Shing Lyu

Install Ubuntu 16.04 on ThinkPad 13 (2nd Gen)

It has been a while since my last post. I’ve been busy for the first half of this year but now I got more free time. Hopefully I can get back to my usual pace of one post per months.

My old laptop (Inhon Carbonbook, discontinued) had a swollen battery. I kept using it for a few months but then the battery squeezed my keyboard so I can no longer type correctly. After some research I decided to buy the ThinkPad 13 model because it provides descent hardware for its price, and the weight (~1.5 kg) is acceptable. Every time I got a new computer the first thing is to get Linux up and running. So here are my notes on how to install Ubuntu Linux on it.

TL;DR: Everything works out of the box. Just remember to turn off secure boot and shrink the disk in Windows before you install.

Some assumptions

Before Installing Ubuntu

First we need to clean up some disk space for Ubuntu. But if you are going to delete Windows completely you can skip the following steps.

Before we can install Ubuntu, we need to disable the secure boot feature in BIOS.

BIOS secure_boot secure_boot_sub_menu

UEFI boot seems to work with Ubuntu 16.04’s installer, so you can keep all the UEFI options enabled in the BIOS. Download the Ubuntu installation disk and use a bootable USD disk creator that supports UEFI, for example Rufus.

Installing Ubuntu

Installing Ubuntu should be pretty straightforward if you’ve done it before.

GRUB2

What works?

Almost everything works out of the box. All the media keys, like volume control, brightness and WiFi and Bluetooth toggle is recognized by the built-in Unity desktop. But I am using i3 so I have to set them up myself, more on this later. The USB Type-C port is a nice surprise for me. It supports charging, so you can charge with any Type-C charger. I tested Apple’s Macbook charger and it works well. I also tested Apple’s and Dell’s Type-C multi-port adapter and both works, so I can plug my external monitor and my keyboard/mouse to it so it works like a docking station.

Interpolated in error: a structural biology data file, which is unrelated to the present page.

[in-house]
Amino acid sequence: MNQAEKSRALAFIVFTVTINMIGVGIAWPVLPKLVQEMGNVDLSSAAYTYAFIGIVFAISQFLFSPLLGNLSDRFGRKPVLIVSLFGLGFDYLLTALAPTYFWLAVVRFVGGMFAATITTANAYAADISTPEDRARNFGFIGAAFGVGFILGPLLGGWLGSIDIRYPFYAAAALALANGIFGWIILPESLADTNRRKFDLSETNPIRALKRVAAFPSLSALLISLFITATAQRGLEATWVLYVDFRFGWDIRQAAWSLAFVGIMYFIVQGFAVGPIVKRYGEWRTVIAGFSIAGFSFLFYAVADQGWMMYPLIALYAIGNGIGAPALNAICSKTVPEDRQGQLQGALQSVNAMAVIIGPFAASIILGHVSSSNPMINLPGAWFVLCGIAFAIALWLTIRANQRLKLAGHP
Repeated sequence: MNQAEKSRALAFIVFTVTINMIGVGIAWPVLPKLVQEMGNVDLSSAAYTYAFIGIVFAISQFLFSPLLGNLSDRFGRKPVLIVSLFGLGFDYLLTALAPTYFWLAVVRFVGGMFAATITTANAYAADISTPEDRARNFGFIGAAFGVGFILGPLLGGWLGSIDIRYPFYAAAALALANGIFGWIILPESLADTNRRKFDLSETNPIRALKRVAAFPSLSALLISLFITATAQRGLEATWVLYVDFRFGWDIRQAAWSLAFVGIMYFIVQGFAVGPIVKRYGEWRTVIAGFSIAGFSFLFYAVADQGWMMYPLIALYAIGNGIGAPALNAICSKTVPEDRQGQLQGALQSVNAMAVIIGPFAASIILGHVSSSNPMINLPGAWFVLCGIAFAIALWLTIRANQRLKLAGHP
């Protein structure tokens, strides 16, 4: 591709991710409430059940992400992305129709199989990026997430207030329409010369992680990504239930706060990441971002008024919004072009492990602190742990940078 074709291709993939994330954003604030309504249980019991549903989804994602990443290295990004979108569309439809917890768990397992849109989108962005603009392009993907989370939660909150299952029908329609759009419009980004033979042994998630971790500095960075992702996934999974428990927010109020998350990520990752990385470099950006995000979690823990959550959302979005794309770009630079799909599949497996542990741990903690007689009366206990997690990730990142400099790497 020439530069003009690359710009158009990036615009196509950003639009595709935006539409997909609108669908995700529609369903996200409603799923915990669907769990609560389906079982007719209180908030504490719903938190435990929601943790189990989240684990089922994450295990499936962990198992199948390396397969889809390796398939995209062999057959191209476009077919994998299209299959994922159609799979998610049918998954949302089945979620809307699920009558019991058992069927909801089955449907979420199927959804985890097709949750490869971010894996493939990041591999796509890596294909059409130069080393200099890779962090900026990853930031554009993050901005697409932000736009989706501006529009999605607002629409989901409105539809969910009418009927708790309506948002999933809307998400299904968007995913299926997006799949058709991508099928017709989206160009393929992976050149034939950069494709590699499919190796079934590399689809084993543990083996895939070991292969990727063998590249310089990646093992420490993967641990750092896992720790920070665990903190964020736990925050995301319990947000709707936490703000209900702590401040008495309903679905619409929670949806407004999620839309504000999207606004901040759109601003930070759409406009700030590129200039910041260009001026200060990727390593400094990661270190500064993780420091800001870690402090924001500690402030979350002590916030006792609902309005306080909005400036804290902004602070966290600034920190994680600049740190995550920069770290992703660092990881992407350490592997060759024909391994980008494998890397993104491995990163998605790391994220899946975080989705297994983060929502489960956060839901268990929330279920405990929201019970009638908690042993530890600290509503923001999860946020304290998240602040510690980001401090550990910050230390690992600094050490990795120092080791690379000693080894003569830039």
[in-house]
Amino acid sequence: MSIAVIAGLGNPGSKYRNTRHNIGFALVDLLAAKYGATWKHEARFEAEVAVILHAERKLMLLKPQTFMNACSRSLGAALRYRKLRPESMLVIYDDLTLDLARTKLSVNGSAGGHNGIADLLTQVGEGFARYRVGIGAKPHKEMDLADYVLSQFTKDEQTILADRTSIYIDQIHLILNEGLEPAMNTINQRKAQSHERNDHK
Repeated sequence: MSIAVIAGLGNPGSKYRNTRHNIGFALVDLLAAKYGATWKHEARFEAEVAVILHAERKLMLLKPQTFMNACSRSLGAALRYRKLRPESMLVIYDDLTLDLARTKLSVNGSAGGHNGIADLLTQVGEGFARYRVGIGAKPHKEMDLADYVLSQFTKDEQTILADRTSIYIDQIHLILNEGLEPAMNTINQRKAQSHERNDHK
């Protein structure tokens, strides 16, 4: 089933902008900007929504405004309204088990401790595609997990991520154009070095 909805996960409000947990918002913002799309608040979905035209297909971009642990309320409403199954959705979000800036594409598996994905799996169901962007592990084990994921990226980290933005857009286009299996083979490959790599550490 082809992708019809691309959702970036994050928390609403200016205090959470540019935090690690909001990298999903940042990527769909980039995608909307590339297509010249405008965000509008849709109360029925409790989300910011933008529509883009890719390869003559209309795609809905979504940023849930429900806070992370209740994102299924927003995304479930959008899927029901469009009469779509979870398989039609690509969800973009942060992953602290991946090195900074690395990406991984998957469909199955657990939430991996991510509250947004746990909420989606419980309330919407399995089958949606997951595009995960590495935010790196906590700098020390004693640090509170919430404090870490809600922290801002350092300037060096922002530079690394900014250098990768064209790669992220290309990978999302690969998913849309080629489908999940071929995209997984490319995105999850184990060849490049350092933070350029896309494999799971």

media_key

A side note, I’m also glad to find that Ubuntu now use the Fcitx IME by default. Most of the IME bugs I found in previous versions and ibus are now gone.

What doesn’t work?

Not that I’m aware of. The only complaint I have is that the Ethernet and Wi-Fi naming method has changed somehow (e.g. enp0s31f6 instead of eth0). But I believe that is something we can fix by software. People also complain that the power button and the hinge is not very sturdy. But I guess that’s the compromise you have to make for the relatively cheap price.

power_button

More on setting up media keys for i3 window manager

Since I use the i3 window manager, I don’t have Unity to handling all my media keys’ functionality. But it’s not hard to set them up using the following i3 config:

bindsym XF86AudioRaiseVolume exec amixer -q set Master 2dB+ unmute
bindsym XF86AudioLowerVolume exec amixer -q set Master 2dB- unmute
bindsym XF86AudioMute        exec amixer -D pulse set Master toggle # Must assign device "pulse" to successfully unmute

# Only two level of brightness
bindsym XF86MonBrightnessUp    exec xrandr --ouptut eDP-1 --brightness 0.8
bindsym XF86MonBrightnessDown  exec xrandr --ouptut eDP-1 --brightness 0.5

The only drawback is that the LED indicator on the mute buttons mighty be out of sync with the real software state.

Conclusion

Overall, ThinkPad 13 is a descent laptop for its price range. Ubuntu 16.04 works out of the box. No sweat! If you are looking for a good Linux laptop, but can’t afford ThinkPad X1 Carbon or Dell’s XPS 13/15, ThinkPad 13 might be a good choice.

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